Keywords:  Railroad bridges  -  Steel bridges  -  Fatigue testing  -  Connectors (structural)  -  Structural analysis  -  Strength of materials  -  Fatigue of materials  -  Shear stress  -  Bending moments  -  Numerical methods  -  Cyclic loads  -  Crack propagation  -  Finite element method

Secondary  Keywords:  Double angle connections  -  Steel railroad bridges  -  Flexural stresses  -  Fatigue damage

 


Seismic analysis of a fire loop piping system

Crawford, J.E. (Karegozian & Case Structural Engineers); Constantino, C.J.; Goen, L.K.; Volkman, D. Source: American Society of Mechanical Engineers, Pressure Vessels and Piping Division (Publication) PVP, v 387, 1999, p 249-254

ISSN: 0277-027X CODEN: AMPPD5

Conference: Seismic Engineering - 1999 (The ASME Pressure Vessels and Piping Conference), Aug 1-Aug 5 1999, Boston, MA, USA Sponsor: ASME

Publisher: American Society of Mechanical Engineers

Abstract: This paper summarizes the studies conducted to assess the seismic capability of a fire loop piping system that is being installed at the Los Alamos National Laboratory (LANL) to serve a series of critical facilities. The approach used in the evaluation was to develop a complete finite element model of the entire fire loop piping system and its appurtenances extent to the structures being protected. The seismic loading was input to this system in the form of specified accelerograms selected to match given response spectral criteria. The system responses were then computed using the ADINA nonlinear finite element program, incorporating several nonlinear aspects relating to pipe-soil interaction and pipe bending. A series of calculations were performed to assess the effects of direction of the seismic input, potential variability in site parameters as well as materials of the piping system. Calculations of response were performed for both ductile iron (DI) and high-density polyethylene (HDPE) pipe. (12 refs.)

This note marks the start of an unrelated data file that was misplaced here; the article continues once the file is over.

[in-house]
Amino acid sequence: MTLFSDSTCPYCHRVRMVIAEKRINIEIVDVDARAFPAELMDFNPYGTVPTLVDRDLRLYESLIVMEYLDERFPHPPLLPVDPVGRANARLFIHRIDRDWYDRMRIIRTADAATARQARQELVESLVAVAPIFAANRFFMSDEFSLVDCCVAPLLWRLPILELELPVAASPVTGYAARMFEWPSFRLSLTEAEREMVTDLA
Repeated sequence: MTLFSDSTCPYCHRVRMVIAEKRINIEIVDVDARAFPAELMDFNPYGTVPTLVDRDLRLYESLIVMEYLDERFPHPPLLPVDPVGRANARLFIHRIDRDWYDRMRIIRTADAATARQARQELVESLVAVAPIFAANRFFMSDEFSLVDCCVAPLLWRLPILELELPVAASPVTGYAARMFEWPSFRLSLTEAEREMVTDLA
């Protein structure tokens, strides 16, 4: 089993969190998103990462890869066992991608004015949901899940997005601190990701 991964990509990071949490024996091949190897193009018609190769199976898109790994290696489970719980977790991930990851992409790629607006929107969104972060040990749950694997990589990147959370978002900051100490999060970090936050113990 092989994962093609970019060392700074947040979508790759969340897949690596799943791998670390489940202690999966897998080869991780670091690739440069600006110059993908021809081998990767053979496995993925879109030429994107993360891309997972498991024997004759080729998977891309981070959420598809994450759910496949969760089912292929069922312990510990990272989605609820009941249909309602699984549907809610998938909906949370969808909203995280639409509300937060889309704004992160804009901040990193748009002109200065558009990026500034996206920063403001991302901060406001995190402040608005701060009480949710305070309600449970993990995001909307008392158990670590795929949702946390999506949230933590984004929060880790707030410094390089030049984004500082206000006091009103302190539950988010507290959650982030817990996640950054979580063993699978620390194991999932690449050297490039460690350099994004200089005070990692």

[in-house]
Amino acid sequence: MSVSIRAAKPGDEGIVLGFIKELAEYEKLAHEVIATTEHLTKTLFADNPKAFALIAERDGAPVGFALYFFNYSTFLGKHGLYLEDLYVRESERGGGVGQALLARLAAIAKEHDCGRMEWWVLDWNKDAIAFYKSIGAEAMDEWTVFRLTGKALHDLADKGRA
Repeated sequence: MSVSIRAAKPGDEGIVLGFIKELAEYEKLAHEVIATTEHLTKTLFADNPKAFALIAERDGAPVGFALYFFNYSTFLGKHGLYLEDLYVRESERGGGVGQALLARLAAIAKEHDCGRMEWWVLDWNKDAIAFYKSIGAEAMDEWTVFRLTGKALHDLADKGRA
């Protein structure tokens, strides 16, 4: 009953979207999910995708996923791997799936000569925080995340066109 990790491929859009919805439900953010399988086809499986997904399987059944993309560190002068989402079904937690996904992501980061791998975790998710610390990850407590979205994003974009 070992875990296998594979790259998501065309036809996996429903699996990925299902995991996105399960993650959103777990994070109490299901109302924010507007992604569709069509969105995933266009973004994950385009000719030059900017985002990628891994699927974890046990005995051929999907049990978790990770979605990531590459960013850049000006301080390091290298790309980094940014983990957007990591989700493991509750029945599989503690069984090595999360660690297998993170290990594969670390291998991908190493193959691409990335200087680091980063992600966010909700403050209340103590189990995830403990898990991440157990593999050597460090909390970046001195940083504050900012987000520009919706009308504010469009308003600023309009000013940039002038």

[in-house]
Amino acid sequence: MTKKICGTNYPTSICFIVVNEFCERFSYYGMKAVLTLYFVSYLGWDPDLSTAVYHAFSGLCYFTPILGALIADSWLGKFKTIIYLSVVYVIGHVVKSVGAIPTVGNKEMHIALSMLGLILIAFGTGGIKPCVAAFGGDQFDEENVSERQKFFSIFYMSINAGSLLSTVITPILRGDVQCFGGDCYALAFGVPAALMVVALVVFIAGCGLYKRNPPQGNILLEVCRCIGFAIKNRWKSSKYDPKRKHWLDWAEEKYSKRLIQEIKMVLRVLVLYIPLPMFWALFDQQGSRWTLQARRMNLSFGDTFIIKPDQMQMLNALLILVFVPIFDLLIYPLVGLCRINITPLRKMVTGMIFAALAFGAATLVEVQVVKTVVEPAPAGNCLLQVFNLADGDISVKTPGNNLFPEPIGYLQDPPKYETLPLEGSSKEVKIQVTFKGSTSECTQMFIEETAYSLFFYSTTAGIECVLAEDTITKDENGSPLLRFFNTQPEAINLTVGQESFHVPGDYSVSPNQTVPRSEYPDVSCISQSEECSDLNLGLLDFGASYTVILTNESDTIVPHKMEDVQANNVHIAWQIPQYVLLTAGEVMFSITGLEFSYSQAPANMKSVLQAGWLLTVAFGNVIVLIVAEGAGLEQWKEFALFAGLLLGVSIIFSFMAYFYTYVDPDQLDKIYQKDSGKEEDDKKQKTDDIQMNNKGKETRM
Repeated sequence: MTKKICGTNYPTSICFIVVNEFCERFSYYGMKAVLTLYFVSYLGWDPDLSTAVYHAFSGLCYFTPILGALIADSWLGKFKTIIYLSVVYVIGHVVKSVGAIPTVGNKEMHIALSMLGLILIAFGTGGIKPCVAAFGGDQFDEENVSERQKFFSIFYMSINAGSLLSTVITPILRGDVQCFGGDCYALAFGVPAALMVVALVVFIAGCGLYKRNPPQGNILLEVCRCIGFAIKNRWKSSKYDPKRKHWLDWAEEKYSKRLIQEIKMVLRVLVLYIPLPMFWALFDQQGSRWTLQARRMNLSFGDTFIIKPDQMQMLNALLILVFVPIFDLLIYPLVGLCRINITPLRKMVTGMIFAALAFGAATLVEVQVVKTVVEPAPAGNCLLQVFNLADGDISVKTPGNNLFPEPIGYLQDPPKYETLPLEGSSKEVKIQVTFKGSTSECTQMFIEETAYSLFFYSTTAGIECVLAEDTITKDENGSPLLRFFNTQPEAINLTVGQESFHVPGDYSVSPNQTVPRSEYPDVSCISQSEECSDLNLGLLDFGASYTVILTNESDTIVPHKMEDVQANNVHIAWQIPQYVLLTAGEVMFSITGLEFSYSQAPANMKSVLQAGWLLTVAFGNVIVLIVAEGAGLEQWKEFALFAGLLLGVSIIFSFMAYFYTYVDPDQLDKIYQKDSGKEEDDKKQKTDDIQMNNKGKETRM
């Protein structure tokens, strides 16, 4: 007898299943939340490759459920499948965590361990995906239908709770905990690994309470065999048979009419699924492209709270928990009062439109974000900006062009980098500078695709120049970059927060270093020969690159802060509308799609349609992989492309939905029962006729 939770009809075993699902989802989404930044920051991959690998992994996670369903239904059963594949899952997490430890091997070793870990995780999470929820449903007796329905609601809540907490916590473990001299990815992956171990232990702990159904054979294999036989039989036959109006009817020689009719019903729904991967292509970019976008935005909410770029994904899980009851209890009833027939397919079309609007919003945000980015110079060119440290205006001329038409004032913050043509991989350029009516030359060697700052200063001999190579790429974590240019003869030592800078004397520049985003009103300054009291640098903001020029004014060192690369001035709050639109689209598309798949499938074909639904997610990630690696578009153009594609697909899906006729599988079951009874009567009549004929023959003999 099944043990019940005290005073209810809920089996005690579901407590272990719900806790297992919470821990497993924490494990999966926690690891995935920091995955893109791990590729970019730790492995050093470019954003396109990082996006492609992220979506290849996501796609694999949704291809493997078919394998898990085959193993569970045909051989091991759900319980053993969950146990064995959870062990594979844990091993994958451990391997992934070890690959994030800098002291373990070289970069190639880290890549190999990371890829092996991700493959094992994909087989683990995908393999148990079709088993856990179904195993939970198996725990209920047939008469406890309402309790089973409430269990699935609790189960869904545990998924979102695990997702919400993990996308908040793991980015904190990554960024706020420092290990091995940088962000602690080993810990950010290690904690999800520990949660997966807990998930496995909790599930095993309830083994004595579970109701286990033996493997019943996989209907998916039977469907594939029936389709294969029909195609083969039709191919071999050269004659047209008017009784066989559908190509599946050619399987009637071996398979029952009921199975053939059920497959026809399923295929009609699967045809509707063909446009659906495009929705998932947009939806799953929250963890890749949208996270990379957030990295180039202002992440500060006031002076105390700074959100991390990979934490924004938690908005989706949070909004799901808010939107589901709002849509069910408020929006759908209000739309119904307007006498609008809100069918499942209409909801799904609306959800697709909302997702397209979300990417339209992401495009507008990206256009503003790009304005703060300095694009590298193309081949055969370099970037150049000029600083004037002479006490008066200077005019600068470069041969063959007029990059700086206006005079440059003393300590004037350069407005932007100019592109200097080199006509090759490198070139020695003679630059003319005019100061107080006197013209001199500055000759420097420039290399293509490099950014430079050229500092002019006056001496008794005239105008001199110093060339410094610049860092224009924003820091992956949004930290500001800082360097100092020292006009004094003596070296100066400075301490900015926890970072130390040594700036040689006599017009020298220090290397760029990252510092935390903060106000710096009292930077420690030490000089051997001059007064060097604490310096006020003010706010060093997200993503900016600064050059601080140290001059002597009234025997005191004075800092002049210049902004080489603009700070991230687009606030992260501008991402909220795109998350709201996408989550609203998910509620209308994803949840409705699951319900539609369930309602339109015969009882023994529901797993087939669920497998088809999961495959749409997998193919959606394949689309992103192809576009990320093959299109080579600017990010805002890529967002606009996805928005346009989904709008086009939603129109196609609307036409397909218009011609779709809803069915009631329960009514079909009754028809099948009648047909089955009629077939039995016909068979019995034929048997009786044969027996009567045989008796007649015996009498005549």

Keywords:  Water piping systems  -  Earthquake resistance  -  Structural analysis  -  Structural loads  -  Computer simulation  -  Mathematical models  -  Finite element method  -  Computer software  -  Soil structure interactions  -  Bending (deformation)  -  Nodular iron  -  Plastic pipe  -  High density polyethylenes

Secondary  Keywords:  Fire loop piping systems  -  Accelerograms  -  Response spectral criteria  -  Software package ADINA